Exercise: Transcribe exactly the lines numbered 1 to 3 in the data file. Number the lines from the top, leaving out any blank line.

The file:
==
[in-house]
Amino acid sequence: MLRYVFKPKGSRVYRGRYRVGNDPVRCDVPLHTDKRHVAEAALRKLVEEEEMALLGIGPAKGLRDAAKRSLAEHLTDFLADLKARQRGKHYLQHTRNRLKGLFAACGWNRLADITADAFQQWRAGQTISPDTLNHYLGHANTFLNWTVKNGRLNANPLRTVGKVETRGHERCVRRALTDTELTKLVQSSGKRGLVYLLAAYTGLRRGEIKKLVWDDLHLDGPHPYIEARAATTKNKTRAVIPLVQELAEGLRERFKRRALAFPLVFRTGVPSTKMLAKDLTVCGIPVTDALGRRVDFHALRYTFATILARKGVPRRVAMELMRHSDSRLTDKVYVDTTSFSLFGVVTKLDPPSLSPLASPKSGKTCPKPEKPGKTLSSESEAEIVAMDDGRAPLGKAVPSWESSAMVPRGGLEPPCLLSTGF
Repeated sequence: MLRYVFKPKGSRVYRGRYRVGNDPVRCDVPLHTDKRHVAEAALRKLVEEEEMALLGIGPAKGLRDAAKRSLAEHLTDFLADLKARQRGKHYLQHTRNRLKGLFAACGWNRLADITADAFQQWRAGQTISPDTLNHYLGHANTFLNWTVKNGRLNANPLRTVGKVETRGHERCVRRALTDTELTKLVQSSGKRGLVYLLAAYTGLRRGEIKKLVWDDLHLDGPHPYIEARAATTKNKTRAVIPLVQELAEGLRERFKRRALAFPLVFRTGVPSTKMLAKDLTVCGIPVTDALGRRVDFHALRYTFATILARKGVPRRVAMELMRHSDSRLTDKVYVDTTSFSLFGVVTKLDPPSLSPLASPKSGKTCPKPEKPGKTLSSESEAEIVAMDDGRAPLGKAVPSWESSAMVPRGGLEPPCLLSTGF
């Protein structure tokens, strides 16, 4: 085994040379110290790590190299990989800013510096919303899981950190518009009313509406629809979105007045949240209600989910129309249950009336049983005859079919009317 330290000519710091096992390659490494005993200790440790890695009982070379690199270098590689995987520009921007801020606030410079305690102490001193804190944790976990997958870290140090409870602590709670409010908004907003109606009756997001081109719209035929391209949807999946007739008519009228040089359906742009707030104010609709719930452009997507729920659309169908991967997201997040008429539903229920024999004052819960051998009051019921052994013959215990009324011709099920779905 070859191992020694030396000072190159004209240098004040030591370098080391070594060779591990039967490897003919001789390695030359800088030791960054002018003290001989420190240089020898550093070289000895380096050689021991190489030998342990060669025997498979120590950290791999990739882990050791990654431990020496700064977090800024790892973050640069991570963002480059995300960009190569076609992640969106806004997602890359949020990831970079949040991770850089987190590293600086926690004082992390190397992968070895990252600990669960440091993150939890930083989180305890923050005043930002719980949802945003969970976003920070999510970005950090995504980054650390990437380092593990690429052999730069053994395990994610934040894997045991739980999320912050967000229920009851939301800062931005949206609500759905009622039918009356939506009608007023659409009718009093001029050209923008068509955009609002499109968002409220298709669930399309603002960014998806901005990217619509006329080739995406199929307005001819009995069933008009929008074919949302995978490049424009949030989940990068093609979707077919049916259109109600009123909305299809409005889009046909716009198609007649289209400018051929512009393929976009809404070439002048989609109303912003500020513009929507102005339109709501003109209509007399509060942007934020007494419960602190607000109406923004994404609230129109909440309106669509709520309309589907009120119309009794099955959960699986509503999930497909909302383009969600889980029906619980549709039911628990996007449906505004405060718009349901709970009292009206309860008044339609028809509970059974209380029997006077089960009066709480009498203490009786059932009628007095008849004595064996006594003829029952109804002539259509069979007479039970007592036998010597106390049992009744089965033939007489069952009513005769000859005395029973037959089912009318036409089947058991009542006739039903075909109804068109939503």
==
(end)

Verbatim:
[in-house]
Amino acid sequence: MLRYVFKPKGSRVYRGRYRVGNDPVRCDVPLHTDKRHVAEAALRKLVEEEEMALLGIGPAKGLRDAAKRSLAEHLTDFLADLKARQRGKHYLQHTRNRLKGLFAACGWNRLADITADAFQQWRAGQTISPDTLNHYLGHANTFLNWTVKNGRLNANPLRTVGKVETRGHERCVRRALTDTELTKLVQSSGKRGLVYLLAAYTGLRRGEIKKLVWDDLHLDGPHPYIEARAATTKNKTRAVIPLVQELAEGLRERFKRRALAFPLVFRTGVPSTKMLAKDLTVCGIPVTDALGRRVDFHALRYTFATILARKGVPRRVAMELMRHSDSRLTDKVYVDTTSFSLFGVVTKLDPPSLSPLASPKSGKTCPKPEKPGKTLSSESEAEIVAMDDGRAPLGKAVPSWESSAMVPRGGLEPPCLLSTGF
Repeated sequence: MLRYVFKPKGSRVYRGRYRVGNDPVRCDVPLHTDKRHVAEAALRKLVEEEEMALLGIGPAKGLRDAAKRSLAEHLTDFLADLKARQRGKHYLQHTRNRLKGLFAACGWNRLADITADAFQQWRAGQTISPDTLNHYLGHANTFLNWTVKNGRLNANPLRTVGKVETRGHERCVRRALTDTELTKLVQSSGKRGLVYLLAAYTGLRRGEIKKLVWDDLHLDGPHPYIEARAATTKNKTRAVIPLVQELAEGLRERFKRRALAFPLVFRTGVPSTKMLAKDLTVCGIPVTDALGRRVDFHALRYTFATILARKGVPRRVAMELMRHSDSRLTDKVYVDTTSFSLFGVVTKLDPPSLSPLASPKSGKTCPKPEKPGKTLSSESEAEIVAMDDGRAPLGKAVPSWESSAMVPRGGLEPPCLLSTGF